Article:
Healthy Soul

Black History Tour – Exploring Washington, DC

My friend Valarie and I are on our own Black History tour aboard Amtrak, visiting heritage sites pertaining to African American history in Chicago, Memphis, Jackson, New Orleans, Birmingham, and Washington,DC. We began on Tuesday, June 28, 2011. Here is what we did on Day 1, starting out on this adventure.

The laughter came from the five sisters taking their aunt, who was blind, to see her brother, their uncle, at the Soldiers’ Home outside of Washington, DC. They’d be meeting his children, their cousins, for the first time.

We sat together and talked about their family of 12 siblings; about their trip to Las Vegas and having so much fun at the Platters’ concert that concert-goers who saw them the next day remembered them, about their frequent visits to the slots in New Jersey, Pennsylvania and Delaware.

And so went the first leg of my train trip. Valarie and I arrived in Washington, DC, within 15 minutes of each other. She came from Virginia Beach. I came from Philadelphia. We had three hours before the next leg to Chicago would begin. The first thought was to check our bags – we each had one – and then explore outside Union Station. The agent at the information desk asked if we had sleeper units. Our negative response prompted directions to the bag storage area. Eight dollars per hour for two medium bags. Per hour? Hmm!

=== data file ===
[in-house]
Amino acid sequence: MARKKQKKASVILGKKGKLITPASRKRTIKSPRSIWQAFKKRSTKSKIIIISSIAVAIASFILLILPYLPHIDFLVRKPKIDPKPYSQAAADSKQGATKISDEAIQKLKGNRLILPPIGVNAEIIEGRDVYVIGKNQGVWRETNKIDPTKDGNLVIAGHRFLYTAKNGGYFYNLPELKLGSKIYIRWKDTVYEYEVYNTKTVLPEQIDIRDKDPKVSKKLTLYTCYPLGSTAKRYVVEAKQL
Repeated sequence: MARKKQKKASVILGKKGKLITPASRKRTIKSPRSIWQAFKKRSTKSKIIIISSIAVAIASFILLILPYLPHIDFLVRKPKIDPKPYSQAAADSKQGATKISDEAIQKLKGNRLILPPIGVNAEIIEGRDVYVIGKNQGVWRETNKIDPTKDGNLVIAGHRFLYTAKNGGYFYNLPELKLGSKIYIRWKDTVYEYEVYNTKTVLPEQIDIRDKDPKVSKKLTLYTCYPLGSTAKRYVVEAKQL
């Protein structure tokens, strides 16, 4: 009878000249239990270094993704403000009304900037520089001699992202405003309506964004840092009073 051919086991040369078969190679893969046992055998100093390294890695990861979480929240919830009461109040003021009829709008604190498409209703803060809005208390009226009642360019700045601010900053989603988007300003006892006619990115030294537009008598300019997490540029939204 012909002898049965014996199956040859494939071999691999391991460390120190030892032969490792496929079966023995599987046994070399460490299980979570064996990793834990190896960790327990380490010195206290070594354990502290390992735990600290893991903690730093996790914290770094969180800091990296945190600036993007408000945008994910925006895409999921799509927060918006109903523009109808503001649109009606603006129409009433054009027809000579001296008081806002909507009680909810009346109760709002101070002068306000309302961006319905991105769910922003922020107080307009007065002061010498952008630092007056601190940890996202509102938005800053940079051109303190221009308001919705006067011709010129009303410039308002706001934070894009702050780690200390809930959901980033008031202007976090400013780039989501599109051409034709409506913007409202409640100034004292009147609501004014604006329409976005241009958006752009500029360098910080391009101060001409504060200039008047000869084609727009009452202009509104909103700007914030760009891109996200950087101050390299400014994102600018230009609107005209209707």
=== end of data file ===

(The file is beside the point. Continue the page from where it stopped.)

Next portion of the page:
Remember to add the storage fees to your budget when traveling through Washington, DC.

We navigated the station with the bags in search of lunch. We quickly realized that they would hamper our movements outside the station. So back to the bag storage area we went, anted up the $8 and walked across the street to the National Postal Museum, a part of the Smithsonian Institution. Who knew that when the Pony Express first got started, it was so dangerous that on average for every 300 miles  the mail carriers rode, someone died? Robbed and shot. Or that beneath the streets in major cities was a pneumatic system for transporting mail?

National Postal Museum is part of the Smithsonian Institution.

Back in the station and on line to board the train, we learned the pecking order: those with sleepers, seniors, families with young children and then the rest of us. We boarded specific cars by our final destination, received seat assignments and got assistance with luggage from the conductors. Lots of leg room. The seats reclined way back and the footrests came up so high that we were almost lying prone. In spite of that, we were happy that we had only three nights of sleeping on the train.

My favorite spot on the train was the sightseeing car. Floor-to-ceiling windows, skylights, comfortable chairs that face out so we could enjoy the scenery and tables with lots of outlets. Riders hung out there. No Wi-Fi as promised. Very poor cell-phone reception.  That’s where we met the Inspired Catholic Voices, a three-member singing group on the way home to Oakland, CA, after accepting an award at the Red Cap Gospel Show in Greenville, NC.

Twins Leona Powers and Leila Bellows, and Luana Striplin, members of the Inspired Catholic Voices.



Click here to read the other posts from Jennifer’s Black History Tour.


  1. Jennifer, sounds like an amazing odyssey so far! Are those singers triplets?!

    Can’t wait to see some of your videos! :)